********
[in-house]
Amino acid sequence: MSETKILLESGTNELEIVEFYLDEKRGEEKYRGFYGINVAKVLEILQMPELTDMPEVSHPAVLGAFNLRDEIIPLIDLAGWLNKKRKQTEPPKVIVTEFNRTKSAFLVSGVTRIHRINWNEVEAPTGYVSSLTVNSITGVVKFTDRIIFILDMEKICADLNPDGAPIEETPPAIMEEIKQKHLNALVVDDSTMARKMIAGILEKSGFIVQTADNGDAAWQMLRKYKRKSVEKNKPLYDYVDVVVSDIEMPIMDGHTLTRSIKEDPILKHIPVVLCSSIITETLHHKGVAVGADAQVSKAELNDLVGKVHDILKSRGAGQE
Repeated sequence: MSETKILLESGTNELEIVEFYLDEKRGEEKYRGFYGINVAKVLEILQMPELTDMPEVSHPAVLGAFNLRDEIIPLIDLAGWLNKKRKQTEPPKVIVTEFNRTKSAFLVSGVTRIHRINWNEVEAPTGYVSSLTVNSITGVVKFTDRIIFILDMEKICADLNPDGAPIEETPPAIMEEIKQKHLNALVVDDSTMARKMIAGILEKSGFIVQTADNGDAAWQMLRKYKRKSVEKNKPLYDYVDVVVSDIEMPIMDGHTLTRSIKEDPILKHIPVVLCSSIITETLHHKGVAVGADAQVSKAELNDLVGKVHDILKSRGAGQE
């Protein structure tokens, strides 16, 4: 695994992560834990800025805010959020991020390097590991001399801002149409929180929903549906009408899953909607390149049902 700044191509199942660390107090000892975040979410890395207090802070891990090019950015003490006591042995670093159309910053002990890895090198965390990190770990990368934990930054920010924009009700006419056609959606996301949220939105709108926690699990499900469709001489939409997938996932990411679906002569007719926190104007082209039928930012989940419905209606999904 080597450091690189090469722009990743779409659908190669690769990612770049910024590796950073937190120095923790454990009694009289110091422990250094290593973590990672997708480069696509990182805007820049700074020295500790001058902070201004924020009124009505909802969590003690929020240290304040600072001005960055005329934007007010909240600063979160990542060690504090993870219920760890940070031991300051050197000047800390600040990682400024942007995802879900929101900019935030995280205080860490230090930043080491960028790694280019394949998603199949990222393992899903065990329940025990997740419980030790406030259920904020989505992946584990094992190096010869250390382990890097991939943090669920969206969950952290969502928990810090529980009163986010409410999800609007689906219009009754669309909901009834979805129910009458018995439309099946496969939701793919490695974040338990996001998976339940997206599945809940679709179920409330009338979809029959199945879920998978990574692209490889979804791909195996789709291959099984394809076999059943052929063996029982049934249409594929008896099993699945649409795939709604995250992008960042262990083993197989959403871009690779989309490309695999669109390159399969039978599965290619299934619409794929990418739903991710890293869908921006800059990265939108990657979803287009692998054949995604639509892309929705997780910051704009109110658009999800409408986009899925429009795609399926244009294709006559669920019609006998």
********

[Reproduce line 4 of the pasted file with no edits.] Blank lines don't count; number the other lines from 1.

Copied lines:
């Protein structure tokens, strides 16, 4: 695994992560834990800025805010959020991020390097590991001399801002149409929180929903549906009408899953909607390149049902 700044191509199942660390107090000892975040979410890395207090802070891990090019950015003490006591042995670093159309910053002990890895090198965390990190770990990368934990930054920010924009009700006419056609959606996301949220939105709108926690699990499900469709001489939409997938996932990411679906002569007719926190104007082209039928930012989940419905209606999904 080597450091690189090469722009990743779409659908190669690769990612770049910024590796950073937190120095923790454990009694009289110091422990250094290593973590990672997708480069696509990182805007820049700074020295500790001058902070201004924020009124009505909802969590003690929020240290304040600072001005960055005329934007007010909240600063979160990542060690504090993870219920760890940070031991300051050197000047800390600040990682400024942007995802879900929101900019935030995280205080860490230090930043080491960028790694280019394949998603199949990222393992899903065990329940025990997740419980030790406030259920904020989505992946584990094992190096010869250390382990890097991939943090669920969206969950952290969502928990810090529980009163986010409410999800609007689906219009009754669309909901009834979805129910009458018995439309099946496969939701793919490695974040338990996001998976339940997206599945809940679709179920409330009338979809029959199945879920998978990574692209490889979804791909195996789709291959099984394809076999059943052929063996029982049934249409594929008896099993699945649409795939709604995250992008960042262990083993197989959403871009690779989309490309695999669109390159399969039978599965290619299934619409794929990418739903991710890293869908921006800059990265939108990657979803287009692998054949995604639509892309929705997780910051704009109110658009999800409408986009899925429009795609399926244009294709006559669920019609006998």